Following a less than spectacular 1971–72 season, Baltimore acquired Elvin Hayes from the Houston Rockets and drafted Kevin Porter in the third round, out of St. Francis in Pennsylvania. After a slow start in 1972–73, Baltimore made their charge in December, posting a 10–4 record on the way to capturing the Central Division title for the third straight year; the Bullets again faced the Knicks in the 1973 NBA Playoffs, losing for the fourth time in five series against New York. In February 1973, the team announced its pending move 30 miles southwest to the Capital Centre in Landover, a Washington, D. C. suburb, became the Capital Bullets. After that 1973–74 season, they changed their name to the Washington Bullets. During November 1973, while waiting for the completion of their new arena in Landover, the Bullets played their home games at Cole Field House on the campus of the University of Maryland in College Park; the Capital Centre opened on December 2, 1973, with the Bullets defeating the SuperSonic
Ohio Valley Conference Men's Basketball Player of the Year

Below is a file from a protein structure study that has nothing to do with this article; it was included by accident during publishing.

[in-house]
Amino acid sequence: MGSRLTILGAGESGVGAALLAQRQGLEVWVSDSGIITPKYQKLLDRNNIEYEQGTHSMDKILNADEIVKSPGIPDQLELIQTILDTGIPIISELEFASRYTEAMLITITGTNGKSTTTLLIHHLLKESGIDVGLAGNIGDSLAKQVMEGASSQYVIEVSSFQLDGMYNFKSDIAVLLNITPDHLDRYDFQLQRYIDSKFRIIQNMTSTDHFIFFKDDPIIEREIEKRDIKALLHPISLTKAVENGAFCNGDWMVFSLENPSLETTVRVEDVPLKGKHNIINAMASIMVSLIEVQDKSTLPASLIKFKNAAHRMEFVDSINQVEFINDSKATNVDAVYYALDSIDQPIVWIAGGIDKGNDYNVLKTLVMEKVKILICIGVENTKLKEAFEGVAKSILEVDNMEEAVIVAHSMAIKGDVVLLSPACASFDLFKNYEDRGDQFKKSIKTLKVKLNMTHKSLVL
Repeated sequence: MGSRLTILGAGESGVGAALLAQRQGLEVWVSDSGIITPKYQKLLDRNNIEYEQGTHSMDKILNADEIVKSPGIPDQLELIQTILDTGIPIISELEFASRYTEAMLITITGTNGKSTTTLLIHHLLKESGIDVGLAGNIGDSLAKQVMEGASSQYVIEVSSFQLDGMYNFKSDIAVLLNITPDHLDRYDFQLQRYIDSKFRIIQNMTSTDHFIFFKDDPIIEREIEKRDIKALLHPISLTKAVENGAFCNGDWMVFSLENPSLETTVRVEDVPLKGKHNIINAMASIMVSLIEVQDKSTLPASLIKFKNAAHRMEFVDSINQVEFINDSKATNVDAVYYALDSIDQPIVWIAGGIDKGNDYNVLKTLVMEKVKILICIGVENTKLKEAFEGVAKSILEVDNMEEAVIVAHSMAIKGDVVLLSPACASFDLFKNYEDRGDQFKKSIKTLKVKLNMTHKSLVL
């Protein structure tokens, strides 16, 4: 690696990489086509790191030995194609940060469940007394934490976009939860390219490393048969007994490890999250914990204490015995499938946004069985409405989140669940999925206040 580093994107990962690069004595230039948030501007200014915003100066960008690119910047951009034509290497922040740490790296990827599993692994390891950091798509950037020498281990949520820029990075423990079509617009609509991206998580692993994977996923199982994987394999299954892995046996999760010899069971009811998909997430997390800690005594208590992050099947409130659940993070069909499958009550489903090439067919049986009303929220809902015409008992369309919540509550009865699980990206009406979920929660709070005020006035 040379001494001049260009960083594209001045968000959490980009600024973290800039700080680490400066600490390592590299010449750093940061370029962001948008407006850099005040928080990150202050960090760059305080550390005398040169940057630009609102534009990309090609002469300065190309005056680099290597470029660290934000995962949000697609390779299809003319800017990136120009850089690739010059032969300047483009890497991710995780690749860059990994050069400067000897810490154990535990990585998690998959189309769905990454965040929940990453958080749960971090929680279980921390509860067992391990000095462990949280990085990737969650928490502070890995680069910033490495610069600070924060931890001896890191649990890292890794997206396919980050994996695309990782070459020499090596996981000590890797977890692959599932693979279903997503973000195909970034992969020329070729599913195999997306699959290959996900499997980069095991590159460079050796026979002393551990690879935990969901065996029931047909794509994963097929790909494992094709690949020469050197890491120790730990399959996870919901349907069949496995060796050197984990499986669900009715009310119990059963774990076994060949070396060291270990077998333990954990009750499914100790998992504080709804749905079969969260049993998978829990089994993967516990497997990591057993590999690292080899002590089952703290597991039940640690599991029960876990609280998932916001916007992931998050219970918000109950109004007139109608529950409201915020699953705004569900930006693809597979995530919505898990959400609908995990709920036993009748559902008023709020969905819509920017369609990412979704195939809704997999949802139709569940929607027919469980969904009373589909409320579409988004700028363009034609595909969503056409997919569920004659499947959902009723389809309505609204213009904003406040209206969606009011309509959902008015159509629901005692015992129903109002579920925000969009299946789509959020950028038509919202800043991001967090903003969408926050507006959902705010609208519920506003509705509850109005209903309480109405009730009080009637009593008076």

The Ohio Valley Conference Men's Basketball Player of the Year is an annual basketball award given to the Ohio Valley Conference's most outstanding player. The award was first given following the 1962–63 season. Fourteen players in OVC history have claimed more than one player of the year award, the most recent of whom was Evan Bradds in 2015–16 and 2016–17. Among the repeat winners, only one—Clem Haskins of Western Kentucky—has been a three-time player of the year. Haskins achieved the feat from 1965 through 1967. Murray State dominates the award's selection. Of current OVC members, only Jacksonville State and SIU Edwardsville have had no winners. Both schools are new to the conference joining in 2003 and 2008. However, the conference's newest member, had a player win at least a share of the award in four of its first five seasons in the league. Four ties have occurred for player of the year: 1968, 1976, 1983 and 2013. No Ohio Valley Conference Men's Basketball Player of the Year has been selected as any national player of the year.